This week the advocacy group Smart Growth America released a report tallying America's 47,025 pedestrian deaths over the decade from 2003 to 2012. The total number of such fatalities has been on the rise since 2009, reversing the recent pattern, and pedestrians are now involved in a rising share of all traffic deaths, as this graph from the report illustrates:
That second trend, shown in the green line above, partly reflects the fact that while walking can be dangerous, riding in a car has become historically less so. This graph from the National Highway Traffic Safety Administration, charts the decline of motor vehicle fatalities since the 1950s, the overwhelming majority of which have involved people riding inside cars:
So, why are we making clear safety advances for people riding in vehicles but not for pedestrians traveling along some of the same streets? In large part, we've been able to address the first problem with technology and laws -- with airbags and mandatory seat belts and steeper penalties for drunken driving. Pedestrian fatalities, however, aren't a problem of technology, or even of the law (although many advocates would like to see tougher charges for drivers who cause those deaths). Rather, pedestrian fatalities are a problem of design.
And that makes them much harder to address. That means instead of retrofitting our vehicles with better technology, we need to retrofit streets and neighborhoods in some fundamental ways. We need to put sidewalks where they don't exist. We need to engineer roads that aren't so easily traveled at 50 miles an hour. We need to design intersections that prioritize both people and cars. We need to build places as if we actually think people might want to walk there -- something we've seldom done along major arterial roads and commercial strips.
This problem of design is apparent in Smart Growth America's rankings of the metro areas with the highest pedestrian fatality rates. Below we've charted the 25 most dangerous metros by a "Pedestrian Danger Index" used in the report. It's a measure of average annual pedestrian fatalities per 100,000 people in the population (between 2008-2012), divided by each metro area's share of commuters who walk to work. The Census Bureau's pedestrian commuter data is an admittedly imperfect proxy for the prevalence of walking in any community (you may recall it from this report). But this is the only reliable, comparative data the government collects. And it's used here to partially correct for the possibility that pedestrian deaths may appear higher in cities that simply have more pedestrians:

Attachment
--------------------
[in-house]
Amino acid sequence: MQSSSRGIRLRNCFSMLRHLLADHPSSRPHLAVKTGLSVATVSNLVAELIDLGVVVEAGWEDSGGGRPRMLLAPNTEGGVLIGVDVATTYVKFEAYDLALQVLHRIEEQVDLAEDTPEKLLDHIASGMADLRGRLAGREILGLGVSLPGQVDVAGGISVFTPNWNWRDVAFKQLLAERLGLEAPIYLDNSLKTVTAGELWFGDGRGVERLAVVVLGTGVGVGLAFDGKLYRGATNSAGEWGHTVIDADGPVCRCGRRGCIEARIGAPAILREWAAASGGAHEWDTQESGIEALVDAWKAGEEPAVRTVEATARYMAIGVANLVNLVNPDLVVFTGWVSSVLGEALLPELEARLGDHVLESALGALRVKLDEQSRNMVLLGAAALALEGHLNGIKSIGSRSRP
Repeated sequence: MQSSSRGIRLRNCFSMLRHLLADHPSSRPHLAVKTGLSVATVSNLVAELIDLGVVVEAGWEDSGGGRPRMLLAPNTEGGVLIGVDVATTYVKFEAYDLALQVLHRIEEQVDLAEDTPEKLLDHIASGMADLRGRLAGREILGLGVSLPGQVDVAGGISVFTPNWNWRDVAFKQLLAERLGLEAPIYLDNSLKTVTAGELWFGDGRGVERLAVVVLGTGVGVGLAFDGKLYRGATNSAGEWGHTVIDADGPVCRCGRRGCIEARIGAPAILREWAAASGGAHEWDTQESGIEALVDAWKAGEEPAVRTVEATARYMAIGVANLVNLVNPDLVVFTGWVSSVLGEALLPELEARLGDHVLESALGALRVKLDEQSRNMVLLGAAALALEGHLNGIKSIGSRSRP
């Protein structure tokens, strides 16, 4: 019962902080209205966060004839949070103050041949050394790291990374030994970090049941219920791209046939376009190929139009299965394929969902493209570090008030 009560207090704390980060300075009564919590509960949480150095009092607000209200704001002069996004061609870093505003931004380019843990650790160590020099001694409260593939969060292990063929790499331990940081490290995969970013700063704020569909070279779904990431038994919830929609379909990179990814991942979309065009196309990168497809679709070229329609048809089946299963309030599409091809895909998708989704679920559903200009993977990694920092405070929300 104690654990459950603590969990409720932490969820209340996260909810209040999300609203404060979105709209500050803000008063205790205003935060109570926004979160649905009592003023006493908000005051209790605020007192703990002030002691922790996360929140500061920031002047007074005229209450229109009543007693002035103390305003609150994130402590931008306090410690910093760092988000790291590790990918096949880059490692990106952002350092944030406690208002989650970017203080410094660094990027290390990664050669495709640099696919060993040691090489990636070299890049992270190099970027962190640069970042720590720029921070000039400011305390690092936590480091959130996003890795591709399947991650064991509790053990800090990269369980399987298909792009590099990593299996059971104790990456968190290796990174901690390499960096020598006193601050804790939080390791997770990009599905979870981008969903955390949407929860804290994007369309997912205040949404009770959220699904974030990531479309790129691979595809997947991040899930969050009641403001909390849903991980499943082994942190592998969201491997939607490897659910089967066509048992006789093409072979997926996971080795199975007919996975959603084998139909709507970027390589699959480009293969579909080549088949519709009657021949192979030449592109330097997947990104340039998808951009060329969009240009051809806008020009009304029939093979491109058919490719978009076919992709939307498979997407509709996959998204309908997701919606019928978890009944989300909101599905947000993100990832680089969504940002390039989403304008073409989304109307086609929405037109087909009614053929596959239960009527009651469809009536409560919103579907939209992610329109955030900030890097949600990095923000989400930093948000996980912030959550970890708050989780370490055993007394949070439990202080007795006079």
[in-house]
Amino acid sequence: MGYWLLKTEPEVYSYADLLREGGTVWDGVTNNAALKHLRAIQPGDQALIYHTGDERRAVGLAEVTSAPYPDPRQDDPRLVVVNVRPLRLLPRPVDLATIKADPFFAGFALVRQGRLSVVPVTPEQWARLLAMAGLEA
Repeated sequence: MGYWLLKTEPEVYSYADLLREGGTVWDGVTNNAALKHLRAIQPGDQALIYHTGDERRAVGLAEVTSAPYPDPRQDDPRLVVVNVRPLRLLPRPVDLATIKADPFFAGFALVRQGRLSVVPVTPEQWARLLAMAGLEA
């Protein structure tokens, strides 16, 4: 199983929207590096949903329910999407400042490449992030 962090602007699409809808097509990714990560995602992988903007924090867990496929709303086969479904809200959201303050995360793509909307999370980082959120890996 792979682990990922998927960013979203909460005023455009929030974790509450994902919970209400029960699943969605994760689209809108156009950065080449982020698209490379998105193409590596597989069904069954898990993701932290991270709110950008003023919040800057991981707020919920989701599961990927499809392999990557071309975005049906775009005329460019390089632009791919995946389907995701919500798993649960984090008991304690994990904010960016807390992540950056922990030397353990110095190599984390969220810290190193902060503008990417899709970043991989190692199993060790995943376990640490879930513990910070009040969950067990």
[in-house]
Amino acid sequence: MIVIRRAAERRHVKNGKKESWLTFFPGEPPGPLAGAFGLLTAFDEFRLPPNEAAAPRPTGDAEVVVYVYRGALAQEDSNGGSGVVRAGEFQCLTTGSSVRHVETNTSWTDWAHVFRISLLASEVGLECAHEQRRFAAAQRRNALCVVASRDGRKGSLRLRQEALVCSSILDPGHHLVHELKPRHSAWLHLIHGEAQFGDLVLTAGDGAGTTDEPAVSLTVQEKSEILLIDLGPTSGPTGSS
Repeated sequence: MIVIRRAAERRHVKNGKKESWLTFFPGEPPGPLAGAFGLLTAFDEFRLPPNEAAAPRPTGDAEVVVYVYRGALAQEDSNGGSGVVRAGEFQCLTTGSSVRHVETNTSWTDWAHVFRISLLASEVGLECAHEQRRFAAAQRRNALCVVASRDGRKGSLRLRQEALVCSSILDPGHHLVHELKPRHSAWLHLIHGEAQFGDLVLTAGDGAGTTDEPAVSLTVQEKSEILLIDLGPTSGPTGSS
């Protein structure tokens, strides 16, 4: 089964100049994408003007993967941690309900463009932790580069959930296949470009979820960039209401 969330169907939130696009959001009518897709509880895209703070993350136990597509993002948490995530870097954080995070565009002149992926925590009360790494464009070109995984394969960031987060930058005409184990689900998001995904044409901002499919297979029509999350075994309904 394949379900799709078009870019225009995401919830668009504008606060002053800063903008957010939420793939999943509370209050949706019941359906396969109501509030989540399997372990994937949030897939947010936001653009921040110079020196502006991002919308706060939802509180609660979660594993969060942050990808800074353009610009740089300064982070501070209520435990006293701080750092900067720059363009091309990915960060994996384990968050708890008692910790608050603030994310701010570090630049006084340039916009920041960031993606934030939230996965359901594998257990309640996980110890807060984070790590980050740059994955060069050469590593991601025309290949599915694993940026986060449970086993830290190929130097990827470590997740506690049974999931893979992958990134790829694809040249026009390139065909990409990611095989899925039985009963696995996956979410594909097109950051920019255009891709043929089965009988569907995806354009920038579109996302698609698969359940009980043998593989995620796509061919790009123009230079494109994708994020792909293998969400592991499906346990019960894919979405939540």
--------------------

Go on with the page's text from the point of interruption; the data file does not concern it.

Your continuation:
The majority of the metros on this list are in the South or Southwest. What they have in common, though, isn't necessarily climate; it's car-dependence. Nearly all of these cities have grown up in the age of the automobile, at a post-World War II time when we focused less on designing places for pedestrians because society had broadly acquired the luxury of driving instead.
Contrast these cities with Boston (ranked 50th out of the 50 largest metros), New York (48th), Chicago (44th) or even Washington (35th), more compact, older cities that were first plotted and built in the 19th century, or even earlier. Those cities -- although they've long since sprawled at their edges, as well -- are more likely to have smaller blocks, tight street grids and narrower roads originally meant for people on foot or slower traffic (by, well, horse). Urban planners tend to talk about these places as being more "human-scaled" precisely because they were built with pedestrians rather than cars in mind.
It's no wonder in the 21st century that these places remain friendlier to pedestrians (even as, in a city like New York where fewer people drive and more of them walk, pedestrians make up a higher share of all traffic deaths). The challenge now is how to layer pedestrian-friendly infrastructure on top of those places that weren't originally built for them, whether that's in the suburbs of Washington or the heart of Orlando.